Step 5 Determine your risk tolerance. As a financial advisor who has worked with hundreds of clients, I consider this step one of the most important ones for the viability of your goal(s) success. Let’s go over the following example, John is 55 years old, and his goal is to retire next year. He contributed $1,500 per month toward his IRA for 25 years, and he has determined that, based on his particular situation, an emergency fund of $15,000 is required. John has $1,000,000 saved up so far (the market has performed great in the last 15 years). He is single and always chooses an aggressive investment model for his goal. Should he continue with the same model now that he is retired? According to recent mortality tables, John might live for another 25 years, is $1,00,000 enough for John? How much can he spend every month to avoid running out of cash? How much will his retirement saving be taxed if he lives abroad? Should John wait until he reaches at least 62? But most importantly, should he keep his portfolio aggressive to beat inflation and ensure it outlives him?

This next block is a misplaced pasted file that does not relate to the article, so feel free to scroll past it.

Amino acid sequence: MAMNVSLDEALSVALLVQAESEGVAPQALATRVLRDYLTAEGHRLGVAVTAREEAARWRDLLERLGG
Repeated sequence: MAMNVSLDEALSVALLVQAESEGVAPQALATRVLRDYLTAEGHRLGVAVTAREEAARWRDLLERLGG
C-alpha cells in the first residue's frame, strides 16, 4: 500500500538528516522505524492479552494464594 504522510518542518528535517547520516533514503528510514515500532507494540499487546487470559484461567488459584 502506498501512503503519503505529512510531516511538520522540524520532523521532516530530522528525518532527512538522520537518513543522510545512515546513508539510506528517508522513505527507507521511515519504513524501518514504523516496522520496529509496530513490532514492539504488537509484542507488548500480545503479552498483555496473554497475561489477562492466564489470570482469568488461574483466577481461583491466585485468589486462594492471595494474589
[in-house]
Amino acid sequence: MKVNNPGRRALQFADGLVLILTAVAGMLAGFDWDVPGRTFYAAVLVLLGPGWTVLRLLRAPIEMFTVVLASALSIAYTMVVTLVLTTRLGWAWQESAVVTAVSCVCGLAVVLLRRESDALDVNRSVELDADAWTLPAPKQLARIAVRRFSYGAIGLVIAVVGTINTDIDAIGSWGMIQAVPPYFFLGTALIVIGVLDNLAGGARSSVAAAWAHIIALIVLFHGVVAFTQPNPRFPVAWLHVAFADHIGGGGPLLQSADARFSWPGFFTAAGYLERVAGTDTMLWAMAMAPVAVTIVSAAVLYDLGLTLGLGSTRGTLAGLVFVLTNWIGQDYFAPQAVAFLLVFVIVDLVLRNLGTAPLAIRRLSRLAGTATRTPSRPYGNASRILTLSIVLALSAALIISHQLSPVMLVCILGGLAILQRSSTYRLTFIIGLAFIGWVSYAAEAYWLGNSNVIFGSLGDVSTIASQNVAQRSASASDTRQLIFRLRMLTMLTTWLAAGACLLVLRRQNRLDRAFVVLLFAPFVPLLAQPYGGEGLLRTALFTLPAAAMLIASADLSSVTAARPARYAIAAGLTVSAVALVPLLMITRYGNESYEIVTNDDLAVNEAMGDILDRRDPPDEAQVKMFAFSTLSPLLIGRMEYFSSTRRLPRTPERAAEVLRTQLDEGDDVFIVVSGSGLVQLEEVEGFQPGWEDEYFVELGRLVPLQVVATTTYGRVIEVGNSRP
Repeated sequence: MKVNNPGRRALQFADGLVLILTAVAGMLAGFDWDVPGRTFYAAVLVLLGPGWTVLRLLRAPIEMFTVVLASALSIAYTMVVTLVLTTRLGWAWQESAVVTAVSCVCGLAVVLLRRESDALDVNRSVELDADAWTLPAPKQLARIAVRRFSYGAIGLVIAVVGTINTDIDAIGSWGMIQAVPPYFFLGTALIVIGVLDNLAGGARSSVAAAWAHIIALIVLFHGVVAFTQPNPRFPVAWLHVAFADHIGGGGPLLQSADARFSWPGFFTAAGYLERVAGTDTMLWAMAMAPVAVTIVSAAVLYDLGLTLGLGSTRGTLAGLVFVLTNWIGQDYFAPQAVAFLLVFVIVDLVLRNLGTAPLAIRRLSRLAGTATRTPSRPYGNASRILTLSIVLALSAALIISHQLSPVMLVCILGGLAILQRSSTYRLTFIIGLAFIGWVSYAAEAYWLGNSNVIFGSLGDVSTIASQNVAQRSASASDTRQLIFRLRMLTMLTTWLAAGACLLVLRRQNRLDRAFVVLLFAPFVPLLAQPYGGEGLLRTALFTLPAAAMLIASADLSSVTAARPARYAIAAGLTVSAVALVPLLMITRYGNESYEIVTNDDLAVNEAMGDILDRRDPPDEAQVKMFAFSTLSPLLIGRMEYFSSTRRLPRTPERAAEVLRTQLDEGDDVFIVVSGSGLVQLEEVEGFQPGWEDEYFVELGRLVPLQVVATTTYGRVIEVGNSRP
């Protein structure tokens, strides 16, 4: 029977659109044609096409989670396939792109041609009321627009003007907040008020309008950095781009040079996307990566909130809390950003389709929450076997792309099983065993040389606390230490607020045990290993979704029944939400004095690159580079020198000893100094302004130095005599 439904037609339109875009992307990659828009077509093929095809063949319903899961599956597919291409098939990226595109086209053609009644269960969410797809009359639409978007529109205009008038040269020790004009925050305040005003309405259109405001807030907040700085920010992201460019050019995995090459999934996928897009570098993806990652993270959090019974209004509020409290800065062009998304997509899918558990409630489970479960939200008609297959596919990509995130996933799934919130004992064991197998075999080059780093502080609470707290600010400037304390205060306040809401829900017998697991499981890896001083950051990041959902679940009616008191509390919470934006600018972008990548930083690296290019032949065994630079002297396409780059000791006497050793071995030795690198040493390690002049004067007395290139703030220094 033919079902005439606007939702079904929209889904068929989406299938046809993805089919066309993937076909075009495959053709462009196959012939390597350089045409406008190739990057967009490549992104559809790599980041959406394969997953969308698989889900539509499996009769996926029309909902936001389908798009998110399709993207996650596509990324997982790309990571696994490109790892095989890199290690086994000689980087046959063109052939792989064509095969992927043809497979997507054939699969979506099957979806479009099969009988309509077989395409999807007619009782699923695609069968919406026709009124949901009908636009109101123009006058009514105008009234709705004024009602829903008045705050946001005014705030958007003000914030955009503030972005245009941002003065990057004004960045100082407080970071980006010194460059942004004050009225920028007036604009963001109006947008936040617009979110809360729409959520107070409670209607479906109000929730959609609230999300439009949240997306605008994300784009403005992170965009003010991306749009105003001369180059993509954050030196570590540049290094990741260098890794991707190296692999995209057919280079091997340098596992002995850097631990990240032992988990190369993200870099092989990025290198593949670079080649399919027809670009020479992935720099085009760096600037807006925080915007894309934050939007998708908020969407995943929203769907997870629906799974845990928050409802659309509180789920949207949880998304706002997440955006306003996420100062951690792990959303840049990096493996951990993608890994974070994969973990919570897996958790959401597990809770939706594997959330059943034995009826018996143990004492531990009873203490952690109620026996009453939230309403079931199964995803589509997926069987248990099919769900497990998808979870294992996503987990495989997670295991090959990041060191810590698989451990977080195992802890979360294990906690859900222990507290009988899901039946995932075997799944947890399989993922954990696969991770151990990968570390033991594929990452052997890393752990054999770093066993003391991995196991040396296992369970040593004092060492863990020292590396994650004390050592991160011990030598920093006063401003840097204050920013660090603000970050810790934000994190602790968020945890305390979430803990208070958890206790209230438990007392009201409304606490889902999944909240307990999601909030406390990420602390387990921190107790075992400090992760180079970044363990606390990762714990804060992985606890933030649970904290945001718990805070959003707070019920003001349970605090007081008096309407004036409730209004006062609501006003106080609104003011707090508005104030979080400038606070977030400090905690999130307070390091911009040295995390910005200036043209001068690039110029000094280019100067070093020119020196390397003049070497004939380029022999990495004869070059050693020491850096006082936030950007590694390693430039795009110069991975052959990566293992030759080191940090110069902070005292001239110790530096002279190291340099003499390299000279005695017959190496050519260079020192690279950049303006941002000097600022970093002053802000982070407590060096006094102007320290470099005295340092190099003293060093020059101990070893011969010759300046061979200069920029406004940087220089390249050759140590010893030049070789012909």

Nonetheless, John has some investment experience, and he does feel comfortable with market volatility. Like many baby boomers, John has experienced a few market crashes: 1987, 1999, 2008, 2020. Indeed, an experienced financial advisor should recognize that even though John “should” have a moderately aggressive portfolio, for the plan’s viability, a lower risk is recommended to avoid sequence of return risk. Furthermore, the financial advisor should work with John over the next years to educate him about the importance of risk/ reward to be aligned to his goals and ensure that his U.S. denominated portfolio keeps up with Euro-related inflation and cost of living in his new city: Madrid, Spain. 

I have seen financial plans where the advisor “tells” the client what risk tolerance they should adopt. However, when the market crashes (it eventually always does), the client may panic and sell all out despite the financial advisor’s advice of not to sell. Unfortunately, after a “panic sell,” the viability of the goal’s success is diminished. Indeed, financial planning is about working with your client to avoid expensive behavioral mistakes such as a “panic sell.” Thus, it all begins by understanding the true client’s risk tolerance, market expectations, and financial goals so they will stay with the plan during good and bad moments in the market and adjust this plan over time. Step 5 is where the advisor and client establish the highest mutual trust, which is a fundamental part of the viability of success.